Sitting above my desk is a display shelf of small gifts and unique items. One of these is a piece of baggywrinkle. Don’t know what that is? It’s a particular rope product made for sailing vessels, fishing boats, and other craft. The bosun makes it by unlaying rope and then braiding the result together. It looks like someone lost their beard. Its use was to prevent chafing between lines or between lines and sails. Rubbing together created wear, wear opened the path for the failure of the parts rubbing. You used anti-chafing gear like baggywrinkle to stop that.
Well, the baggywringle was new.but it was created out of the old. The old line got reutilized to make new products for use onboard the ship. Baggywrinkle was one of those products. A rope parted? The bosun spliced it. Anyone rated Able Bodied Seaman would have been able to do basic ropework.
A rope was not the only thing, reused. When sails passed their useful life, the canvas could recycle into a variety of products. The list of items that you can fashion from sail is long: Small bags, ditty bags, for seamen to hold personal possessions, seabags for carrying around more substantial objects, hats, and even clothing.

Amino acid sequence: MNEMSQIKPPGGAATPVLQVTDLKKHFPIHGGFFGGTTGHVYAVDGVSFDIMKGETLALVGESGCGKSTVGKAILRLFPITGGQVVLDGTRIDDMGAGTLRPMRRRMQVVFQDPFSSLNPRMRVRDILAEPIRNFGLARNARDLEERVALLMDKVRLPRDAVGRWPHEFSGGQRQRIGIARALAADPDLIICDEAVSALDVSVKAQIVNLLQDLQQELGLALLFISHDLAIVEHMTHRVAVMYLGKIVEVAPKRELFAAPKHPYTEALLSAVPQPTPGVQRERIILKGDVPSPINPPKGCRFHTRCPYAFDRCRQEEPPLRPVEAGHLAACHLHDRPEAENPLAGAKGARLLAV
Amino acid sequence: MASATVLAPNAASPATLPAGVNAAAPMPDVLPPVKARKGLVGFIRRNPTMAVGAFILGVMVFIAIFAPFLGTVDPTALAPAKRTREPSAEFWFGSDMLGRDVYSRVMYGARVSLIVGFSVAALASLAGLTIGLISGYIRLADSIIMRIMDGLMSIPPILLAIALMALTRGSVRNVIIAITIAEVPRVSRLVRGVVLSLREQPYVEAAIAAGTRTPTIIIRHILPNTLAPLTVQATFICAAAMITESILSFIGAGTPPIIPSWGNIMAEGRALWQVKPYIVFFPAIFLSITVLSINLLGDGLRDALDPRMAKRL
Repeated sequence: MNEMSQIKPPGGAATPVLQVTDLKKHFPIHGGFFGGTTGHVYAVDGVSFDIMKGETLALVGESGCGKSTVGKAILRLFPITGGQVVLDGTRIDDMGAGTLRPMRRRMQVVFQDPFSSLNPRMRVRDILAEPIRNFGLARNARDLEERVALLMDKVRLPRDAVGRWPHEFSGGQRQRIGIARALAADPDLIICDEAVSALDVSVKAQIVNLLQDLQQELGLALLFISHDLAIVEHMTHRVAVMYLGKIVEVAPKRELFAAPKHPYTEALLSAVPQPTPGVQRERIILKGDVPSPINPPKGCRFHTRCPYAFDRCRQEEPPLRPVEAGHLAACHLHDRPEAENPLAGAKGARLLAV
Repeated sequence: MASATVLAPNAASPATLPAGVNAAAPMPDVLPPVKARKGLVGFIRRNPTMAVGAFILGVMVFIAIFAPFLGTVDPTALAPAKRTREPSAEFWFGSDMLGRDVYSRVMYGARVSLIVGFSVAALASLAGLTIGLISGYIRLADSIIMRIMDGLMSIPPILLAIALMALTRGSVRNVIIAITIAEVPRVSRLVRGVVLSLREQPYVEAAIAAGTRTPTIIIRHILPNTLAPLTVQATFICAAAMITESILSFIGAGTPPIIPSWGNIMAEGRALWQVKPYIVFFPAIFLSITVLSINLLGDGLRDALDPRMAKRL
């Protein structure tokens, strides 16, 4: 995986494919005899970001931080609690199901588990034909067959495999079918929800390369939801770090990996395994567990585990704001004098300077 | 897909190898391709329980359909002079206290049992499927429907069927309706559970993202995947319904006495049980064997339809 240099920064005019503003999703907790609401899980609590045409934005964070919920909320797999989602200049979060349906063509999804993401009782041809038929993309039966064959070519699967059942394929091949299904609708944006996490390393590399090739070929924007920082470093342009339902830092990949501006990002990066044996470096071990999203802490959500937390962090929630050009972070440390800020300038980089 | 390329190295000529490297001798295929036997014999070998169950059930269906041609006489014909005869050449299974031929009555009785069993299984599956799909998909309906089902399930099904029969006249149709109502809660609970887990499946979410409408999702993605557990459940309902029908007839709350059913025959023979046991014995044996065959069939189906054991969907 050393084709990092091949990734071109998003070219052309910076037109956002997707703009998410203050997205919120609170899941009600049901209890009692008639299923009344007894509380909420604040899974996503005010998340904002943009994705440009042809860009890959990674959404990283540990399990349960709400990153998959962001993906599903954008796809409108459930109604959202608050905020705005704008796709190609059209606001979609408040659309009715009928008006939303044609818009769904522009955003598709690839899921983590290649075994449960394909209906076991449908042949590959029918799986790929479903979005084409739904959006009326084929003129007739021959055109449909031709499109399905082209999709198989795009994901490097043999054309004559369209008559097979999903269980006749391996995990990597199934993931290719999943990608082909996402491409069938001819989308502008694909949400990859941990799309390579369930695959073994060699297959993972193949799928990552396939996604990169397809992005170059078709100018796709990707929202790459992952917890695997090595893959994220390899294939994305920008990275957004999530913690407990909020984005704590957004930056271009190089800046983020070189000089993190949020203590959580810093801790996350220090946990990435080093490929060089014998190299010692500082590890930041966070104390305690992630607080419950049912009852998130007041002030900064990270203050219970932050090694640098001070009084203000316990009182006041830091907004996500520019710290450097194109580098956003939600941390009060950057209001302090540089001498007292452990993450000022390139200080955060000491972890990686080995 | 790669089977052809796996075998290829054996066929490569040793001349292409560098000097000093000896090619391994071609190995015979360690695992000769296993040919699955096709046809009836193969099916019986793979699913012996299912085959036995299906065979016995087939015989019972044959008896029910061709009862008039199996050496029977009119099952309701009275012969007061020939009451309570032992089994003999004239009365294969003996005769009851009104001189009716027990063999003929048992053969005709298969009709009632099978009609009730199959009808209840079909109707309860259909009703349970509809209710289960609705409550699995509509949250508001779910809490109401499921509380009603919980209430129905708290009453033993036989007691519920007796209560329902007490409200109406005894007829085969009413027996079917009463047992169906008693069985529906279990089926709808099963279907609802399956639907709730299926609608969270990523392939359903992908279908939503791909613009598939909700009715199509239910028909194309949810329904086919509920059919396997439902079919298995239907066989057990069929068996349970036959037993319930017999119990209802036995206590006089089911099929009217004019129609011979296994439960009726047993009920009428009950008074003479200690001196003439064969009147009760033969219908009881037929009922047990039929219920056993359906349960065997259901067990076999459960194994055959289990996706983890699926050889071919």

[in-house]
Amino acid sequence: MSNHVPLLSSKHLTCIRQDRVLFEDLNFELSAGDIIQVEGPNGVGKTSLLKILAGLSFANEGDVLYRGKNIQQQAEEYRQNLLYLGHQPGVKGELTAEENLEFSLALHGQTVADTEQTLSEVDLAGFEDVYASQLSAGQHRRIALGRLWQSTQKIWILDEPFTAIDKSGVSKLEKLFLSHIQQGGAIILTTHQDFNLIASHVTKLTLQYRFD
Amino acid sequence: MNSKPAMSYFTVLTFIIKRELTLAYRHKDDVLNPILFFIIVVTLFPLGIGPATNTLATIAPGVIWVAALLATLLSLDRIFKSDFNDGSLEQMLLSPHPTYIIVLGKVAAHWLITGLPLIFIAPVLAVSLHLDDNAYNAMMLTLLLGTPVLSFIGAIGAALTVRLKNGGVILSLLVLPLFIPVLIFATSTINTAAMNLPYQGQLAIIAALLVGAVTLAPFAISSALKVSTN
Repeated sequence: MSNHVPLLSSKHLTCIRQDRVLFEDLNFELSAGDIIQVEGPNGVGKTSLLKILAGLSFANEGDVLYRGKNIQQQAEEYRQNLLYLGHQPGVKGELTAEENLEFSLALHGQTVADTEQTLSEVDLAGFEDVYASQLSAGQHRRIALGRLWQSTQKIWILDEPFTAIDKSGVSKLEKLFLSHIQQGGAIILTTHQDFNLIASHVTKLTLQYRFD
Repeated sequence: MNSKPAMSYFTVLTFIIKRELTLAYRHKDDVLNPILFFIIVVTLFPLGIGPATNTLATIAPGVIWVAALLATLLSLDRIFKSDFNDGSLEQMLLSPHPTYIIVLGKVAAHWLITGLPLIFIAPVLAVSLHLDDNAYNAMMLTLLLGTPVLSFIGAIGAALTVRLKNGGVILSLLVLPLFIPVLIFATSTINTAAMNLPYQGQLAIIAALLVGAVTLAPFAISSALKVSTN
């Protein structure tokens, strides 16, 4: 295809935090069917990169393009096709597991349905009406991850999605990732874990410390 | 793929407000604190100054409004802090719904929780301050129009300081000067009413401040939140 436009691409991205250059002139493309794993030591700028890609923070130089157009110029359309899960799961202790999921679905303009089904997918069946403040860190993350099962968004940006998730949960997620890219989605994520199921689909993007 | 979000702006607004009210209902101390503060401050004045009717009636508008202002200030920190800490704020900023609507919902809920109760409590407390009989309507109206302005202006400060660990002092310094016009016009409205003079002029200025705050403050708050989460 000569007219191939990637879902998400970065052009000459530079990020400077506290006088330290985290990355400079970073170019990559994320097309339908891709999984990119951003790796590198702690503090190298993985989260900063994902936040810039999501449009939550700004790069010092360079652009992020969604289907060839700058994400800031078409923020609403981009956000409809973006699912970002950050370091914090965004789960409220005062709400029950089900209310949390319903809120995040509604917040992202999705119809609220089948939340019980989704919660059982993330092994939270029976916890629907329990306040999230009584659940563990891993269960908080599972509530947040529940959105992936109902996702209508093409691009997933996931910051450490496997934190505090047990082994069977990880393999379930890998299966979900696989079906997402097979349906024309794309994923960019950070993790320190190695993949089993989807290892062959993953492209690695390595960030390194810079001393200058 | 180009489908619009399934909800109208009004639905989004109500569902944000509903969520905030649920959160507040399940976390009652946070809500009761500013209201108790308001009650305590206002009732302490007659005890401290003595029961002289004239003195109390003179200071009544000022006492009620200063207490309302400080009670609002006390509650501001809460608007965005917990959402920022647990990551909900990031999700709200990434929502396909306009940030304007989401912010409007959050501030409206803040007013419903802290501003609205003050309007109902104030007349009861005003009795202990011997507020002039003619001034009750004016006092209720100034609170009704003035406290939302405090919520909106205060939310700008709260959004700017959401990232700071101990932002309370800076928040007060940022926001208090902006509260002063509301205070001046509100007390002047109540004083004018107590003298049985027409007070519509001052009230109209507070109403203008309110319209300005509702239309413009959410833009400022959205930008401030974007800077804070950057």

Cooking grease found use as a dressing for the masts aiding mast hoops on their journey up and down with the sails.
In the 19th century, a sailing vessel could be very close to a closed system once out of sight of land. Making something new out of old was a necessity. This reuse extended into the sailor’s art—pieces of line, seashells, fragments of wood, and on whalers baleen and teeth.
Sailors fabricated models of ships from materials scavenged onboard.

Sailor’s – being superior sorts- were well in advance of the modern world when it came to reducing, reusing, and recycling. They made new from old.

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